Date and Time: September 29, 3PM Bangkok time (UTC+7)
Room: Zoom Meeting
- Meeting ID: 867 3393 8813
- Passcode: 501413
Digital rights and democracy face a new threat in Nepal with the passage of the 2023 National Cyber Security Policy last month. The policy establishes a legal and structural foundation for cyber security in Nepal, but some of its provisions are a risk to freedom of expression, right to privacy, and fundamental human rights. In particular, digital and human rights advocates have expressed alarm over plans to establish a national internet gateway that would monitor and control internet traffic; the lack of a concrete policy implementation plan; and a prohibitive, control-oriented approach emphasising constant surveillance of people’s behaviour in digital spaces. With the policy, Nepal seems to be on the path of becoming a surveillance state and planting the seeds of digital authoritarianism.
In this conversation, we want to ask:
- What provisions under the National Cyber Security Policy are particularly concerning for human and digital rights advocates?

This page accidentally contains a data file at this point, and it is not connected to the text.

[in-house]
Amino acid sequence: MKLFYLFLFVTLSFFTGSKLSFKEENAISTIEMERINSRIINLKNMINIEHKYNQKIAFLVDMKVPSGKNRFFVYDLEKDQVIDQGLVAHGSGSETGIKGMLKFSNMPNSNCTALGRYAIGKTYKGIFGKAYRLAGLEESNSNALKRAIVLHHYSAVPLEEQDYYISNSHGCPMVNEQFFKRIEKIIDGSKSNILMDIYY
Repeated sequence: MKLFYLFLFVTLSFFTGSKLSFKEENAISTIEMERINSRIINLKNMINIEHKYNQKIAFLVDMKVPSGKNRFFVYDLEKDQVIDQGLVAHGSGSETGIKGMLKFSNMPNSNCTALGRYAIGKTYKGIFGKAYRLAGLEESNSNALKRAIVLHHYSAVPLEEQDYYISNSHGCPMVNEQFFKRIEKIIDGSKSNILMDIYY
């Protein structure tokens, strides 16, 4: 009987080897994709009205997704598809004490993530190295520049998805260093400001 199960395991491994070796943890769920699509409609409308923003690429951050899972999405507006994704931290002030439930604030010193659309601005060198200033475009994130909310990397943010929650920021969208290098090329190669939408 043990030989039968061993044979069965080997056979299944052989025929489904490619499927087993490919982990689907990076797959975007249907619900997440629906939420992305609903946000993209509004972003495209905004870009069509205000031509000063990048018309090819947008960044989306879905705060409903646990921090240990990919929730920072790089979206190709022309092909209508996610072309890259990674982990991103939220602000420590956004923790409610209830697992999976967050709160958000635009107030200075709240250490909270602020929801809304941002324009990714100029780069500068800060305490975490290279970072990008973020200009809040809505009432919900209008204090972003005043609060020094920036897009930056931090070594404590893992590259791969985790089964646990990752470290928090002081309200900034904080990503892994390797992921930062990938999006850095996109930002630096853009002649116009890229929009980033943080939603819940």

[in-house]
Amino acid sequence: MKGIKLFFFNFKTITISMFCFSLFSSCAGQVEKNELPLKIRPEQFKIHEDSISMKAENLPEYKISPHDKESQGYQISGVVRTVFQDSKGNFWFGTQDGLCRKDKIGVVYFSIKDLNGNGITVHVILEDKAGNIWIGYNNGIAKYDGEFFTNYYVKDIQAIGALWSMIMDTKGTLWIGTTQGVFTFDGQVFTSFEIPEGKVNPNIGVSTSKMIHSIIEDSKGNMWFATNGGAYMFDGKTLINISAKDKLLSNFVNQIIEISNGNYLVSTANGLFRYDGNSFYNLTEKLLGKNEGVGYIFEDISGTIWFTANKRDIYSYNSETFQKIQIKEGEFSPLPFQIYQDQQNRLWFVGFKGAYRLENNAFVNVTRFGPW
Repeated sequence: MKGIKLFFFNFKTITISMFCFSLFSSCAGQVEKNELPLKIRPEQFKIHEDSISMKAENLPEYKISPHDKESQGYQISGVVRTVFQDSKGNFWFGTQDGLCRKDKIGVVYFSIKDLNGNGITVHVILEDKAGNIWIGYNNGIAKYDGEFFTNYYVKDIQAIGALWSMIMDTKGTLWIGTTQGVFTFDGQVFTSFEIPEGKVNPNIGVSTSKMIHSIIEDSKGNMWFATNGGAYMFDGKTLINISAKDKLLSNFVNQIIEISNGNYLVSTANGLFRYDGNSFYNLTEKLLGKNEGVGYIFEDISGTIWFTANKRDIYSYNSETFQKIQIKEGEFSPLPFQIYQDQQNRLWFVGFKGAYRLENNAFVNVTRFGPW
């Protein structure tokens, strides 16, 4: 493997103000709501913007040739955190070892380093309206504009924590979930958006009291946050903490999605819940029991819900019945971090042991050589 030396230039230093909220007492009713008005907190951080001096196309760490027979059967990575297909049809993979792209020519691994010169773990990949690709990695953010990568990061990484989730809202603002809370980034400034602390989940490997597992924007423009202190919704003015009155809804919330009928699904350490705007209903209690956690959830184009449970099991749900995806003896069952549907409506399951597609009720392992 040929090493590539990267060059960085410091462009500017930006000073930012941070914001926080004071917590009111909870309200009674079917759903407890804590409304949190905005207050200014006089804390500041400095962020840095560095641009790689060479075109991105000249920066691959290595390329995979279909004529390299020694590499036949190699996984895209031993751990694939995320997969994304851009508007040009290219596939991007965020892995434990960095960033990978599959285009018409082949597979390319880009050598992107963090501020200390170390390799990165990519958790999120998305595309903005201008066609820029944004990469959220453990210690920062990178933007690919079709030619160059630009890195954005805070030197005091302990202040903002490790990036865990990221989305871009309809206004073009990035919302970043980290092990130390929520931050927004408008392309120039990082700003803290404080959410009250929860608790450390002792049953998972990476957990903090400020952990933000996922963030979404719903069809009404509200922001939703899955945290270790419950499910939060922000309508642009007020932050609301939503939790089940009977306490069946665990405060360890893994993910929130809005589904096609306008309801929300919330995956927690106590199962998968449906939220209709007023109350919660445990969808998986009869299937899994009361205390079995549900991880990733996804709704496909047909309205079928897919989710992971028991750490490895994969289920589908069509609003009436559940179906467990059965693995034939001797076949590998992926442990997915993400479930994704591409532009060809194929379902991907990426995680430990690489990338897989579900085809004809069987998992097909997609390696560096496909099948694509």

- What was the process behind the creation of this new policy? What does it indicate about the government’s priorities and public response to digital rights issues?
- What harms does the proposed National Internet Gateway (NIG) pose? What lessons can be learned from Cambodia, which is also pushing for a similar NIG?
- How does this policy relate to other government interventions that also threaten human and digital rights?
- How will this policy impact the current and future of digital rights in Nepal?
- How has the public responded to this new policy so far?
- How can local and regional civil society respond to this policy? How can civil society build solidarity to engage the public and urge policymakers to ensure more rights-respecting policies?
Santosh Sigdel is the Executive Director of Digital Rights Nepal, a nongovernment organisation promoting digital rights in the country. A lawyer by profession, he has more than 18 years of experience working on human rights, digital rights, and transitional justice in Nepal. His interests lie in the relationship between technology, business, and human rights.
Samik Kharel is a researcher, journalist, and academic based in Kathmandu, Nepal. Kharel has been writing and researching various social issues for over a decade, focusing on digital technologies and their implications in society. He is also the founder of Digital Errands, an international collective working on simplifying digital narratives. As a journalist, he regularly contributes to various national and international media-including Al Jazeera, Deutsche Presse-Agentur, The Diplomat, The Kathmandu Post, and The Record.